• β = coefficient converting encounters with one species to new units of the other

Mutualism is in essence the logistic growth equation + mutualistic interaction The mutualistic interaction term represents the increase in population growth of species one as a result of the presence of greater numbers of species two, and vice versa As the mutualistic term is always positive, it may lead to unrealistic unbounded growth as it happens with the simple model So, it is important to include a saturation mechanism to avoid the problem

The type I functional response is visualized as the graph of β 12 K 1 M M vs M

Type II functional response

In 1989, David Hamilton Wright modified the Lotka–Volterra equations by adding a new term, βM/K, to represent a mutualistic relationship Wright also considered the concept of saturation, which means that with higher densities, there are decreasing benefits of further increases of the mutualist population Without saturation, species' densities would increase indefinitely Because that isn't possible due to environmental constraints and carrying capacity, a model that includes saturation would be more accurate Wright's mathematical theory is based on the premise of a simple two-species mutualism model in which the benefits of mutualism become saturated due to limits posed by handling time Wright defines handling time as the time needed to process a food item, from the initial interaction to the start of a search for new food items and assumes that processing of food and searching for food are mutually exclusive Mutualists that display foraging behavior are exposed to the restrictions on handling time Mutualism can be associated with symbiosis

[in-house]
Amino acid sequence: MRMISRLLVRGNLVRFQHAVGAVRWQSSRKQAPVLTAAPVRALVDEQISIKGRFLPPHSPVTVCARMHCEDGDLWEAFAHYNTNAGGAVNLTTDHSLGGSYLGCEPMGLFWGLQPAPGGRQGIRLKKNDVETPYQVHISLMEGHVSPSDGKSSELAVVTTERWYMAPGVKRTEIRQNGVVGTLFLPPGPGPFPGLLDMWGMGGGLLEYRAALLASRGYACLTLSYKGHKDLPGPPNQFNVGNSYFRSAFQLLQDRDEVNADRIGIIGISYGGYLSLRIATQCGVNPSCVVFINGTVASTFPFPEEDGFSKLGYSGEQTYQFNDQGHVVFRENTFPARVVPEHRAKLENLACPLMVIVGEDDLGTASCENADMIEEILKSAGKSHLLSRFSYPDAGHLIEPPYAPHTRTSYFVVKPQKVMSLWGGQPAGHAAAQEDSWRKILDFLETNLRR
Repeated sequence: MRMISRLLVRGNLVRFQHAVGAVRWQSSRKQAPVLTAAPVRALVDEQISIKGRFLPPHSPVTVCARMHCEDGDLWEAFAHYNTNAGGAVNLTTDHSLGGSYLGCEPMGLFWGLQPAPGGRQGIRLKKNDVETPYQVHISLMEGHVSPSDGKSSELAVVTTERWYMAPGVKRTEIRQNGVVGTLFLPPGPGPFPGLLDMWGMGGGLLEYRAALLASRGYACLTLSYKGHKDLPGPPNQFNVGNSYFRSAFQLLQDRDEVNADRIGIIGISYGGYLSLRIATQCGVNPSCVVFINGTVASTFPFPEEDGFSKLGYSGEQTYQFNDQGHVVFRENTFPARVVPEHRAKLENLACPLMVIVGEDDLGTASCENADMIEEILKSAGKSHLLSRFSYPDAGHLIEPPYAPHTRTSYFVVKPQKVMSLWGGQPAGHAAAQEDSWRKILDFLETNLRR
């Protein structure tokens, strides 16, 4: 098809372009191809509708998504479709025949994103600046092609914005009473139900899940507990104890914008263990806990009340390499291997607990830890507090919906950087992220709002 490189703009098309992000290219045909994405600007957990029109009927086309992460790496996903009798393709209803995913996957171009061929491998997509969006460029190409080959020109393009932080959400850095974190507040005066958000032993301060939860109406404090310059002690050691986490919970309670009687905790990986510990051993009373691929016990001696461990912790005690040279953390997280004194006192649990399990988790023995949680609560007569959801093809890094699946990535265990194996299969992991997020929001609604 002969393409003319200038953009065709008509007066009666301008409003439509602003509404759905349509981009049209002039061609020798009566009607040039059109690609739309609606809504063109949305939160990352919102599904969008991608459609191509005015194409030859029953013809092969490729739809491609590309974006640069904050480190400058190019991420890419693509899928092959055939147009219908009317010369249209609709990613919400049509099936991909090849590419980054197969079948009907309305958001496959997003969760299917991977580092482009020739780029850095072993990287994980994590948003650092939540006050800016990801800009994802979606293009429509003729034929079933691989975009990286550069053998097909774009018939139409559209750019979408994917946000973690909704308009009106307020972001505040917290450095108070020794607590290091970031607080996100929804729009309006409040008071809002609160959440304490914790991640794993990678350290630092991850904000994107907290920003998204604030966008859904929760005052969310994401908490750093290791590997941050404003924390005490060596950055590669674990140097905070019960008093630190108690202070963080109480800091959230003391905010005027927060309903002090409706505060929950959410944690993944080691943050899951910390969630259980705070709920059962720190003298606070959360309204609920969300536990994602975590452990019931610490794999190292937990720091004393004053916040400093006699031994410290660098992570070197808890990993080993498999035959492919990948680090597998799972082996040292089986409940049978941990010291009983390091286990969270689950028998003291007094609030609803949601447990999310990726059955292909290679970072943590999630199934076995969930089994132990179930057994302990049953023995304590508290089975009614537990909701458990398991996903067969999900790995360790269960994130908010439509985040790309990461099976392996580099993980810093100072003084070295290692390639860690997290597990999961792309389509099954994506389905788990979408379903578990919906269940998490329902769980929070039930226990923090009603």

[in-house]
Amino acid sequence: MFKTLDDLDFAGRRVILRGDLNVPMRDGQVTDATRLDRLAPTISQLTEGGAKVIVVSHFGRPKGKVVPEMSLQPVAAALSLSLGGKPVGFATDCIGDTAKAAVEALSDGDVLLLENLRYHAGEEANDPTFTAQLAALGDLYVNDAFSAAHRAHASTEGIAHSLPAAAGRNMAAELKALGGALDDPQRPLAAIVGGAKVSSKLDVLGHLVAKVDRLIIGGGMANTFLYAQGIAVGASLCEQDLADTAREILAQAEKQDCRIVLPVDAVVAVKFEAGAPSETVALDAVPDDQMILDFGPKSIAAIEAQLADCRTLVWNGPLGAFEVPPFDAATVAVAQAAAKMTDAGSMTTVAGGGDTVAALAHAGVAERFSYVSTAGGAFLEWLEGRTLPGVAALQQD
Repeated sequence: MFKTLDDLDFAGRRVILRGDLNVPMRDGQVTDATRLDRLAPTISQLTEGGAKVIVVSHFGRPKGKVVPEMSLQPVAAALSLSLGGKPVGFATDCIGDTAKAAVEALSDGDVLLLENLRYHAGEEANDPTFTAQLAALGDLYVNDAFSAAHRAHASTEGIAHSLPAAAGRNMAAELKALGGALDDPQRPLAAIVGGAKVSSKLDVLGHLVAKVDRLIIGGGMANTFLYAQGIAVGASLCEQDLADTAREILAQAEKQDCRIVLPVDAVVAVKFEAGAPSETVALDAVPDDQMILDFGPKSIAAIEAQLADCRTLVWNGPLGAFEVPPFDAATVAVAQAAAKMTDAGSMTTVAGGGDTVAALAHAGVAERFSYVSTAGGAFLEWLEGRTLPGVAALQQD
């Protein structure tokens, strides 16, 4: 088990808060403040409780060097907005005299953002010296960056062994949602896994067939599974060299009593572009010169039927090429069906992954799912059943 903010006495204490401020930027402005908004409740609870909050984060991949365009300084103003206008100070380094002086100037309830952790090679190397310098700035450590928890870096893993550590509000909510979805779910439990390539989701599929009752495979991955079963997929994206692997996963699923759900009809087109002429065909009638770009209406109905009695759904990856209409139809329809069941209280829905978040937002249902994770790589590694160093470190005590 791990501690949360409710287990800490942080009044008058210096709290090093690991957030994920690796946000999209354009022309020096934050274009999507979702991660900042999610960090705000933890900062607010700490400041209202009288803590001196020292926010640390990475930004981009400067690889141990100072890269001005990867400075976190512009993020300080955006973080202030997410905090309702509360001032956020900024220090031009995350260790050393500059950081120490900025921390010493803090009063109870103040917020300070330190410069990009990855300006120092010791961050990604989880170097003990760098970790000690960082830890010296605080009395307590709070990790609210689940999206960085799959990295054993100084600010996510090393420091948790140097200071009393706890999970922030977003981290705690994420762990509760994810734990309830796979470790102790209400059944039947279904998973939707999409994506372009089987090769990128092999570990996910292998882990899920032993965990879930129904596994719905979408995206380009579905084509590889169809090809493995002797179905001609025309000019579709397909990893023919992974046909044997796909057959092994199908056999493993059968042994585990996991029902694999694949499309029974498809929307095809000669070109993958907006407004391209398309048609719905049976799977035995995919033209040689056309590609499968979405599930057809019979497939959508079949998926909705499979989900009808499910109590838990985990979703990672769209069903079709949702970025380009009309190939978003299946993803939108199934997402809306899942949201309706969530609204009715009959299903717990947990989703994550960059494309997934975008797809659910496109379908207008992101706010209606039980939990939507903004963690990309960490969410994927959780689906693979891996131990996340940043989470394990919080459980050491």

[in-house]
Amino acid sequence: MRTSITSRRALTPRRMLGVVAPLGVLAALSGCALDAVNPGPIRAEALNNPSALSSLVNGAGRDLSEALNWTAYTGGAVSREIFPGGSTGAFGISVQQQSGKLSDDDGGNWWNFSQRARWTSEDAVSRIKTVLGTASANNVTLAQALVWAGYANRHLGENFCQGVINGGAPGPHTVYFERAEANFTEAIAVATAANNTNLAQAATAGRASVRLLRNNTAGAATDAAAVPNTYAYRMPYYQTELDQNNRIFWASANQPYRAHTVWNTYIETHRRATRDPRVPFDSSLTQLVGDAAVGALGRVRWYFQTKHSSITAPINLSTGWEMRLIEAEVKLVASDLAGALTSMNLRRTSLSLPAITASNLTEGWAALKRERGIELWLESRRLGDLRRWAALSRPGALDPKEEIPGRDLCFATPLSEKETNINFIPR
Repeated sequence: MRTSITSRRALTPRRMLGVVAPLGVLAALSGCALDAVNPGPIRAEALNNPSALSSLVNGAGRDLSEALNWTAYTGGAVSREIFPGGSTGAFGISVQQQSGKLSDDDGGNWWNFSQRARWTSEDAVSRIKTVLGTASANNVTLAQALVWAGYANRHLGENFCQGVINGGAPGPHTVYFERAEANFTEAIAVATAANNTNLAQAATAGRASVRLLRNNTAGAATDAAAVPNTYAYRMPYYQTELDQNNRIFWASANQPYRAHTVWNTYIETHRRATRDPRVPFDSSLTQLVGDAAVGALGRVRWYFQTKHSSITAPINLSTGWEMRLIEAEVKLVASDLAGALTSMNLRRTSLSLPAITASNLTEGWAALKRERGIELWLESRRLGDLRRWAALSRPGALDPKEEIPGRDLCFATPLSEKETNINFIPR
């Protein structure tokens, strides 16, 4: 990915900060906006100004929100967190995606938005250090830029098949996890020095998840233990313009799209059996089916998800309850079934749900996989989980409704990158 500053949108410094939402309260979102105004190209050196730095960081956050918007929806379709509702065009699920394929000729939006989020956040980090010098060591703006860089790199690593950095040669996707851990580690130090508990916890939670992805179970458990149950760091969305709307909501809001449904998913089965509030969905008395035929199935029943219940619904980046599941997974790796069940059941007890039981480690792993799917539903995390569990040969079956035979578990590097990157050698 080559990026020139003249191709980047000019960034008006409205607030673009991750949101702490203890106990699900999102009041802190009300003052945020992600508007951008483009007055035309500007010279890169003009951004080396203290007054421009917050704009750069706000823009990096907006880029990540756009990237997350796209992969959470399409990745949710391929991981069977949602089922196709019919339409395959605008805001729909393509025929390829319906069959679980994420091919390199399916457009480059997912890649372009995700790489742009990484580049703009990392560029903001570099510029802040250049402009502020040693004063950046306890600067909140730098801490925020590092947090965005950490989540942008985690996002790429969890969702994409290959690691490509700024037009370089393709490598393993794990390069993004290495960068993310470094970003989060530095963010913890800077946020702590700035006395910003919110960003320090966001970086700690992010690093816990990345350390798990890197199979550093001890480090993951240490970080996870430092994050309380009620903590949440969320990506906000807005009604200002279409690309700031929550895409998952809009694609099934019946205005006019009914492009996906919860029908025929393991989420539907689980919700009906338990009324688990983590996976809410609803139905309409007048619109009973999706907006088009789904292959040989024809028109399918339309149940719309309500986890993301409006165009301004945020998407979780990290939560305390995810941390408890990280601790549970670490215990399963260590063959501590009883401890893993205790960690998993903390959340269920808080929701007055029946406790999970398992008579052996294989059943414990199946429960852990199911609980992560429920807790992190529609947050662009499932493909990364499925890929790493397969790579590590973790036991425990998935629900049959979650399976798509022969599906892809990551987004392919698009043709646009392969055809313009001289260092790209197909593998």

Handling time interactions In 1959, C S Holling performed his classic disc experiment that assumed the following: that 1, the number of food items captured is proportional to the allotted searching time; and 2, that there is a variable of handling time that exists separately from the notion of search time He then developed an equation for the Type II functional response, which showed that the feeding rate is equivalent to

a x 1 + a x T H

where,

  • a = the instantaneous discovery rate
  • x = food item density
  • TH = handling time

The equation that incorporates Type II functional response and mutualism is:

d N d t = N [ r 1 − c N + b a M 1 + a T H M ] =N\left

where

  • N and M = densities of the two mutualists
  • r = intrinsic rate of increase of N
  • c = coefficient measuring negative intraspecific interaction This is equivalent to inverse of the carrying capacity, 1/K, of N, in the logistic equation
  • a = instantaneous discovery rate
  • b = coefficient converting encounters with M to new units of N

or, equivalently,

d N d t = N [ r 1 − c N + β M / X + M ] =N

where

  • X = 1/a TH
  • β = b/TH

The model presented above is most effectively applied to free-living species that encounter a number of individuals of the mutualist part in the course of their existences Of note, as Wright points out, is that models of biological mutualism tend to be similar qualitatively, in that the featured isoclines generally have a positive decreasing slope, and by and large similar isocline diagrams Mutualistic interactions are best visualized as positively sloped isoclines, which can be explained by the fact that the saturation of benefits accorded to mutualism or restrictions posed by outside factors contribute to a decreasing slope